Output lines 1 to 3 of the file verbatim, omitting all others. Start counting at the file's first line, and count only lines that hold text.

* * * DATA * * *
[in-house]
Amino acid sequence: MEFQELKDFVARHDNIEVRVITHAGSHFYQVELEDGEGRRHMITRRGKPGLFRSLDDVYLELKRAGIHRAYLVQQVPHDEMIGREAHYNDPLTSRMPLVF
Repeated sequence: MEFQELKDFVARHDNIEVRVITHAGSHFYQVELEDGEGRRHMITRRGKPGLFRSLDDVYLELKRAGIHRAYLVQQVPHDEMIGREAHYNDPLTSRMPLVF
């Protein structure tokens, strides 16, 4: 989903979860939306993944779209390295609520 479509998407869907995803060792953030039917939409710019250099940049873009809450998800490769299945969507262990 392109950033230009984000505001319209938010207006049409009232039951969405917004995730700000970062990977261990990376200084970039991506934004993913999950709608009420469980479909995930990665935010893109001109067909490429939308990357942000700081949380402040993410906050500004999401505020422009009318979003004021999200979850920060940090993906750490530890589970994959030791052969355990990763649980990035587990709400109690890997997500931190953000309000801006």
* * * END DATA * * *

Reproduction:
[in-house]
Amino acid sequence: MEFQELKDFVARHDNIEVRVITHAGSHFYQVELEDGEGRRHMITRRGKPGLFRSLDDVYLELKRAGIHRAYLVQQVPHDEMIGREAHYNDPLTSRMPLVF
Repeated sequence: MEFQELKDFVARHDNIEVRVITHAGSHFYQVELEDGEGRRHMITRRGKPGLFRSLDDVYLELKRAGIHRAYLVQQVPHDEMIGREAHYNDPLTSRMPLVF